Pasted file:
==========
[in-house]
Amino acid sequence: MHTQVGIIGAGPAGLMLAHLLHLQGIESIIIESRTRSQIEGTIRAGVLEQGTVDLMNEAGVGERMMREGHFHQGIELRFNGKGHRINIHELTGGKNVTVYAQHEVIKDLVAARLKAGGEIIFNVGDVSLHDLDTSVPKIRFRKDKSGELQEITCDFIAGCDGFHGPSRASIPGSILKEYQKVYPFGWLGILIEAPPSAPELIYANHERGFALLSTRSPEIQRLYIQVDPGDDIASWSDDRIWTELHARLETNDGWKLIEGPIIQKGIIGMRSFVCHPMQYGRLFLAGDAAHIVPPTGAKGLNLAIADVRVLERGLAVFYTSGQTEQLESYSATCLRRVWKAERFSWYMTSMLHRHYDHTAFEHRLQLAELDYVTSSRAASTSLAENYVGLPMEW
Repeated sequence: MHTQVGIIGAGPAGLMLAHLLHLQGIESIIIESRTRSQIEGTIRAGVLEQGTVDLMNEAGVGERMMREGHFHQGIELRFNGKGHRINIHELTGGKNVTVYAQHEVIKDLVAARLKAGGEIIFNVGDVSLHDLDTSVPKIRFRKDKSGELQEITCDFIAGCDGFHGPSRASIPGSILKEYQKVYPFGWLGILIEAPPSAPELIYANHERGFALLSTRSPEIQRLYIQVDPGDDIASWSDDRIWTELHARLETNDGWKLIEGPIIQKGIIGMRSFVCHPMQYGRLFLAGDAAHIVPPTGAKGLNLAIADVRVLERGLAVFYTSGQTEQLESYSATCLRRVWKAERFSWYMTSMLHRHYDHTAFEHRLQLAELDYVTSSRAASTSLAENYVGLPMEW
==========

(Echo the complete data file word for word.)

[in-house]
Amino acid sequence: MHTQVGIIGAGPAGLMLAHLLHLQGIESIIIESRTRSQIEGTIRAGVLEQGTVDLMNEAGVGERMMREGHFHQGIELRFNGKGHRINIHELTGGKNVTVYAQHEVIKDLVAARLKAGGEIIFNVGDVSLHDLDTSVPKIRFRKDKSGELQEITCDFIAGCDGFHGPSRASIPGSILKEYQKVYPFGWLGILIEAPPSAPELIYANHERGFALLSTRSPEIQRLYIQVDPGDDIASWSDDRIWTELHARLETNDGWKLIEGPIIQKGIIGMRSFVCHPMQYGRLFLAGDAAHIVPPTGAKGLNLAIADVRVLERGLAVFYTSGQTEQLESYSATCLRRVWKAERFSWYMTSMLHRHYDHTAFEHRLQLAELDYVTSSRAASTSLAENYVGLPMEW
Repeated sequence: MHTQVGIIGAGPAGLMLAHLLHLQGIESIIIESRTRSQIEGTIRAGVLEQGTVDLMNEAGVGERMMREGHFHQGIELRFNGKGHRINIHELTGGKNVTVYAQHEVIKDLVAARLKAGGEIIFNVGDVSLHDLDTSVPKIRFRKDKSGELQEITCDFIAGCDGFHGPSRASIPGSILKEYQKVYPFGWLGILIEAPPSAPELIYANHERGFALLSTRSPEIQRLYIQVDPGDDIASWSDDRIWTELHARLETNDGWKLIEGPIIQKGIIGMRSFVCHPMQYGRLFLAGDAAHIVPPTGAKGLNLAIADVRVLERGLAVFYTSGQTEQLESYSATCLRRVWKAERFSWYMTSMLHRHYDHTAFEHRLQLAELDYVTSSRAASTSLAENYVGLPMEW